Maria Leichtman, Ph.D.
Dr. Maria Luisa Leichtman is a clinical psychologist who specializes in the treatment of children, adolescents, adults, and families. A native of the Philippines, she came to the United States as a Fulbright Scholar and received her doctorate from the University of Kansas. She trained at the Irving Schwartz Institute for Children of the Philadelphia Psychiatric Center and the Children’s Rehabilitation Unit of the University of Kansas Medical Center. After serving as Coordinator of the Children’s Outpatient Service at Topeka State Hospital from 1975 to 1979, she joined the staff of the Menninger Clinic. There she provided diagnostic services, individual and group therapy, hospital treatment, and consultation to the Topeka Public School System and local day care centers.
In 1991, she was appointed the first Director of the Menninger Residential Treatment Program and, over the next decade, was instrumental in developing an innovative, nationally-recognized intensive short-term approach to work with severely disturbed adolescents who had formerly been treated in long-term hospitals. With her husband, Dr. Martin Leichtman, she is author of numerous papers on the topic, including one recently published in the American Journal of Orthopsychiatry documenting the effectiveness of such treatment.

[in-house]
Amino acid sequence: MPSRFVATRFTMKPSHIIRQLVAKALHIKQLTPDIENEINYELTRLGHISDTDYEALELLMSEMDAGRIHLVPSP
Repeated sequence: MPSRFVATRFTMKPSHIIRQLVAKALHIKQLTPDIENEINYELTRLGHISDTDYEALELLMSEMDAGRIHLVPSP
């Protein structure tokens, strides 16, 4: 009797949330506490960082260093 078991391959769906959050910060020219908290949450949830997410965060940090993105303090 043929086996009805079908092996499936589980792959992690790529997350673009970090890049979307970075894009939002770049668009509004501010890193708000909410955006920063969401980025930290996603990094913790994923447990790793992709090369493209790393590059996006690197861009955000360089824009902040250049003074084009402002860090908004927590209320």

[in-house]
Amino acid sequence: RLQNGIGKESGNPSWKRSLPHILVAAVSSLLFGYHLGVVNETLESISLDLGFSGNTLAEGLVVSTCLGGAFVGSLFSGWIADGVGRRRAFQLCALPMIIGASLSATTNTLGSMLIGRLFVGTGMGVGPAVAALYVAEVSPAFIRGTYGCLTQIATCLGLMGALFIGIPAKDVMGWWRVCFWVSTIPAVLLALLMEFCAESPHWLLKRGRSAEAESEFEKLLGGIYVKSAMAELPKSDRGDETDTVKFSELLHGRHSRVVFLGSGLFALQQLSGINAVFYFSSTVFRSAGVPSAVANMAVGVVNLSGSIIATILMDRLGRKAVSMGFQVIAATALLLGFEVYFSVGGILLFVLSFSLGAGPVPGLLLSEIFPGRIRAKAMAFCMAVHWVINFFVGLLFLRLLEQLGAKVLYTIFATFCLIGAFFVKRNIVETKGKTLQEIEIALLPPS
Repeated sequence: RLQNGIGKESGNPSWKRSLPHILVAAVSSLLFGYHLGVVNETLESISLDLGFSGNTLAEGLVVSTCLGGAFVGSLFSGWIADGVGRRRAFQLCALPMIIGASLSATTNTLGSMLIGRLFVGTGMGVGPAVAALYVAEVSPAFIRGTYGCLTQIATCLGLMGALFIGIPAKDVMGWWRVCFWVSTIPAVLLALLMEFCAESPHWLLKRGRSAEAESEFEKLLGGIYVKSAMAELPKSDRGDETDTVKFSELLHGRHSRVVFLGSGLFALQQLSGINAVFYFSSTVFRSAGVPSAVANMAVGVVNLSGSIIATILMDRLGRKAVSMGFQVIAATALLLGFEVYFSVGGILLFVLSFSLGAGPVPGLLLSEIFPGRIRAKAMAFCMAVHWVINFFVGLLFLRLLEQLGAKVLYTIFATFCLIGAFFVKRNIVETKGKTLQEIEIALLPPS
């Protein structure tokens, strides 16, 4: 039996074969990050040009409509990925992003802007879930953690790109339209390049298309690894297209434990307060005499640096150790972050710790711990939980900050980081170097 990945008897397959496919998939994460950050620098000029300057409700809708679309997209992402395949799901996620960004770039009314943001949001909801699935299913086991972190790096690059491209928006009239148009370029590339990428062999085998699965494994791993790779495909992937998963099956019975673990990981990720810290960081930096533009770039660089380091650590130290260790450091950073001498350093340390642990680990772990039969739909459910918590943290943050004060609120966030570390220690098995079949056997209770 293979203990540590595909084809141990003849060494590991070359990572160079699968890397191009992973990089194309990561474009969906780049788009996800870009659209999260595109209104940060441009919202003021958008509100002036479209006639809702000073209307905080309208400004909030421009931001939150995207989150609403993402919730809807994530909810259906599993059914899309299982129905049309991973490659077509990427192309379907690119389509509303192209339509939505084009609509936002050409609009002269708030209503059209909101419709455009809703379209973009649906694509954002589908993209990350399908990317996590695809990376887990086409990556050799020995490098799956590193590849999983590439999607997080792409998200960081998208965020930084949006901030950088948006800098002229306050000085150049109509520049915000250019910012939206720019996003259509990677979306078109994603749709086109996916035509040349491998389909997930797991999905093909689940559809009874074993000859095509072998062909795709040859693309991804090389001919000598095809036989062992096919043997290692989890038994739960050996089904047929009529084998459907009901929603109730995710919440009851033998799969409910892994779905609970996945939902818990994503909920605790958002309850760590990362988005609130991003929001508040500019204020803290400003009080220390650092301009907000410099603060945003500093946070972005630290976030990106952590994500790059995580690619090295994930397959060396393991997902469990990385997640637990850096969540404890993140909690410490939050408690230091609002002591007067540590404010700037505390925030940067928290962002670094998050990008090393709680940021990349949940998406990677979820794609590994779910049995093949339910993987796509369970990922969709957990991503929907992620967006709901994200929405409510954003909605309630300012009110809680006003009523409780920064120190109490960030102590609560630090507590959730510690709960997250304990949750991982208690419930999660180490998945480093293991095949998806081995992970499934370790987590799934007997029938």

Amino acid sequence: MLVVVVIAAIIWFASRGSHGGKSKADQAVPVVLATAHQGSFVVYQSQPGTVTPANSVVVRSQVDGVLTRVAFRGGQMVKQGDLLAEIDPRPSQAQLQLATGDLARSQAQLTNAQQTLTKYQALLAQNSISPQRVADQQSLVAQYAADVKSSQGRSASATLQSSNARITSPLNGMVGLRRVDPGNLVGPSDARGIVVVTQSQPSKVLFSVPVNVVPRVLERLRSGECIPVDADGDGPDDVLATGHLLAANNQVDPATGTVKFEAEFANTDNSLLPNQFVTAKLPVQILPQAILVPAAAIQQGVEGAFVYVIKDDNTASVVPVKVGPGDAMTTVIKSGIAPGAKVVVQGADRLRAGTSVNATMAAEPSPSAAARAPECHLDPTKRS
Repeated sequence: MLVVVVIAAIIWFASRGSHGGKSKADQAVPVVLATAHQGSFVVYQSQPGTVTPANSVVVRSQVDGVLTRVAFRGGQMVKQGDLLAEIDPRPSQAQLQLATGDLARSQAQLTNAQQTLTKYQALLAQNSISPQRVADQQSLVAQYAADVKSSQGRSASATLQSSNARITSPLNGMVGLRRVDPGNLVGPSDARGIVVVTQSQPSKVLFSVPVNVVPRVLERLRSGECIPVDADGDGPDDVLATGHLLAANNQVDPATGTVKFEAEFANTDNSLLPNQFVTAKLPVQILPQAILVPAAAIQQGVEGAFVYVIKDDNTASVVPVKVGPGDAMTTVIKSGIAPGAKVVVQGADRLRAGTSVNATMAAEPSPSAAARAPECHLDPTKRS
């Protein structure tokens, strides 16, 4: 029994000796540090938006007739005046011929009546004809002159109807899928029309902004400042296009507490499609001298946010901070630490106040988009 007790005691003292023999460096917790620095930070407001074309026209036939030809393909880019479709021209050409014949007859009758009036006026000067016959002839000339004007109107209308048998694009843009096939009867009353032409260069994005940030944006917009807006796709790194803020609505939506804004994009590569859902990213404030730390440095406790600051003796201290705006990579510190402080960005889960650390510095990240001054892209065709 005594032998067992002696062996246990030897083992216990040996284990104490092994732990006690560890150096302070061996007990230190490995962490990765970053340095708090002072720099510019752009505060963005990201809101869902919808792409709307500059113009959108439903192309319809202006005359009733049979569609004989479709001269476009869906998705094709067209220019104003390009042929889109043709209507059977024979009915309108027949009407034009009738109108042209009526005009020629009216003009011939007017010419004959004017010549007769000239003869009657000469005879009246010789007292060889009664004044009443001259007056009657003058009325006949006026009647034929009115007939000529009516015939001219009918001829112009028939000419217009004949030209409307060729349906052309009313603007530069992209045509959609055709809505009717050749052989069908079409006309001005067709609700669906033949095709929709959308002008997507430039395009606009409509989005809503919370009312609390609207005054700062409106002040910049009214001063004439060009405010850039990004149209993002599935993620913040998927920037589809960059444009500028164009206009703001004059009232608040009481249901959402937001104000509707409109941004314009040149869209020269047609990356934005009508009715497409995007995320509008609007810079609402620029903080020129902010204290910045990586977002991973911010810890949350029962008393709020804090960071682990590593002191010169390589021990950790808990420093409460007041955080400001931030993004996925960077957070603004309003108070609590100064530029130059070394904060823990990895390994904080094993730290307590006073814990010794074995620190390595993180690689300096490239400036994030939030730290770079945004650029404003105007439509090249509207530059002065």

A member of the faculty of the Menninger School of Mental Health Sciences for over twenty years, Dr. Leichtman has taught courses on child development and the diagnosis and treatment of troubled children. She is a skilled psychotherapist with children and adults and has provided extensive supervision in these areas for psychiatric residents and post-doctoral fellows in clinical psychology. In recognition of her work, she was named Smiley and Paul Putnam Professor in 2000.
For the last 15 years, Dr. Leichtman has been in private practice, specializing in treating AD/HD, anxiety, and depression. She is committed to psychoeducational approaches to therapy that emphasize helping parents play an active role in assisting troubled children and adolescents. She has a particular interest in the problems professionals experience in balancing commitments to work and family.